I was really struck by the coverage of the Hamilton cast statement recently. Please watch the video before reading:
Donald Trump, of course, described the cast's statement in the worst possible light.
The Theater must always be a safe and special place.The cast of Hamilton was very rude last night to a very good man, Mike Pence. Apologize!— Donald J. Trump (@realDonaldTrump) November 19, 2016
Our wonderful future V.P. Mike Pence was harassed last night at the theater by the cast of Hamilton, cameras blazing.This should not happen!— Donald J. Trump (@realDonaldTrump) November 19, 2016
I am sad that Trump's reaction to a polite and respectful expression of First Amendment rights, a public statement on an important issue, should be to cast it as rudeness. It is even more sad that he has found time to say next to nothing in response to actual rudeness or far worse by his own followers. But I also wonder whether he actually watched the statement or just read the coverage of it. Of the tens or hundreds of thousands of people sharing and resharing the coverage, I wonder how many actually watched either the statement or the widely circulated video of the crowd "booing."
In many ways, even worse than Trump's reaction was the coverage of the event. While I wasn't there to verify what happened during the entire event, the New York Times did a good job capturing what seems to have actually happened (that is, their account, "Mike Pence Saw 'Hamilton.' The Cast Had Something To Say," seems to match the video evidence that it describes), but consider this quote from a widely shared piece from The Huffington Post, entitled "Mike Pence Gets 'Booed Like Crazy' at 'Hamilton'":
There was some clapping and a few stray cheers, but in the video above, many of the theatergoers don't sound very happy to have Donald Trump's №2 man in the audience.
Now watch the video they are supposedly describing:
Here's Pence getting booed as he gets to his seats at Hamilton pic.twitter.com/IRQG68x1sB— David K (@dkipke12) November 19, 2016
Does this video match the Huffington Post's description?
The New York Times, by contrast, describes the video accurately: "When Mr. Pence entered the Richard Rodgers Theater in Manhattan, he was greeted with a mix of clapping and booing, according to theatergoers who posted on Twitter." (It actually seems to me that the loudest booing may have come from the person making the video.)
Think tactically for a minute. Is this an effective way to protest the policies of this administration? Or are you serving the cause by playing into the hands of those who want to discredit that protest? Report that the crowd booed (and as you can see, they mostly didn't), and Trump gets to say that the protest was disrespectful.
Every story should have emphasized that the crowd cheered enthusiastically at the message of the play, at the cast's statement at the end, and at various pointed moments and key lines during the performance. And it should have reported, as the Times did, that Pence himself applauded at key points in the play. As well he should. Let's hope its message sunk in!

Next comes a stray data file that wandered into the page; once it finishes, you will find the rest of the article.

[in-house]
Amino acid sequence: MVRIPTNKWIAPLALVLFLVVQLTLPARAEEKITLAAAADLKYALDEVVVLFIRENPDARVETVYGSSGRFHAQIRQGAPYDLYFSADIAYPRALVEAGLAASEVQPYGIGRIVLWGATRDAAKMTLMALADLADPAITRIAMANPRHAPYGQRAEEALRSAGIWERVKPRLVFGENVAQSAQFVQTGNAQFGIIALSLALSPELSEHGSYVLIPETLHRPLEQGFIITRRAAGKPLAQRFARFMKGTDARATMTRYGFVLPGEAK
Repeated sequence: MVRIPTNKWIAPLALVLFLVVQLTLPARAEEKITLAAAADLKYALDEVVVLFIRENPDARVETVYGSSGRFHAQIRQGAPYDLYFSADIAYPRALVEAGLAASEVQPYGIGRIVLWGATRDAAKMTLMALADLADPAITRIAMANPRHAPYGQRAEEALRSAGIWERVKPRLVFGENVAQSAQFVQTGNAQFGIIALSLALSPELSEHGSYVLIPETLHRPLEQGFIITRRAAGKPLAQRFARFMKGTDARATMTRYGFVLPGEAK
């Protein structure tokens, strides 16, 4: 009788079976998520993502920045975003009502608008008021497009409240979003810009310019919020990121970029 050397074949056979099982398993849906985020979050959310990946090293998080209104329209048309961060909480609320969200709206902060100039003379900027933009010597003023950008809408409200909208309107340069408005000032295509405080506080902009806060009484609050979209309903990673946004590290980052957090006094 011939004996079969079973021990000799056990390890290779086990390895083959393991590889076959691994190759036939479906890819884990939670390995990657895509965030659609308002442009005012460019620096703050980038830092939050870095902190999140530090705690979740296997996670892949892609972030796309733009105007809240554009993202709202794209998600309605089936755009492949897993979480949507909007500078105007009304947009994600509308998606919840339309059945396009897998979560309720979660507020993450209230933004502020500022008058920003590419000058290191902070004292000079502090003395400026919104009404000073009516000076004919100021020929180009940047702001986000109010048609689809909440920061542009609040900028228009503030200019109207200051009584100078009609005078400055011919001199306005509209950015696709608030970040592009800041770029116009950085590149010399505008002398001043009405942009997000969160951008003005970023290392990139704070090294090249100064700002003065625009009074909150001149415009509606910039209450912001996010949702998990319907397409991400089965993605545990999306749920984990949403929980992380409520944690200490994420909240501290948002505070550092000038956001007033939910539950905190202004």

The follow-on coverage was an opportunity to amplify the message of the moment, not to confuse it and turn it back to a story of blind hatred.
At its heart, Hamilton tells the story of the American dream, where an impoverished immigrant can get ahead and make a huge difference to his country "by working a lot harder, by being a lot smarter, by being a self-starter." It is a tale of ambition, of standing for values, and, as cast and performed, a testament to the multiculturalism that truly makes America great.
I tell this story to emphasize that it isn't just Facebook that has a fake news problem, and it isn't just Donald Trump and kids in Macedonia who are using social media to send the news spinning wildly away from the truth. When sites like the Huffington Post post partisan clickbait that is clearly untrue, they deserve to be shunned, not reshared.
In the context of the work that social media sites like Facebook need to do to improve their algorithms (something I wrote about last week in Media in the age of algorithms), it isn't just a matter of determining which stories are true or false. It's a matter of understanding which sites tell the truth and which don't, and lowering the algorithmic encouragement they give to those that fail to tell the truth. This is not that dissimilar to what PageRank and similar Google algorithms do, figuring out which sites are authoritative and which are ripoffs.
Facebook has argued that they shouldn't be in the position of determining truth. Others have argued that they need a team of editors who will make the determination. I have argued that they need to improve their algorithms so they can do this at scale.
It seems to me that the process I went through in evaluating this story is something that can be done by an AI, or frankly, by much simpler algorithms. Does the headline match what is said in the story? Does the story match its sources? For that matter, does it provide sources to be evaluated? These are the kinds of recursive checking that computers are actually better at than most people.
You should be able to see here that "truth" as defined here isn't a matter of matching a story to reality, but just matching a story to its own retelling. This is, after all, how detectives trip up liars, by looking for inconsistencies in the stories they tell.
"Truthrank" doesn't have to be perfect to improve on the current situation.
Facebook and Google should be working together on this, and sharing their efforts with sites like the Huffington Post to use in evaluating their own publishing. (Though, frankly, HuffPo and other low-quality sites like it will be penalized by an improved algorithm, which will give them incentives to improve on their own.)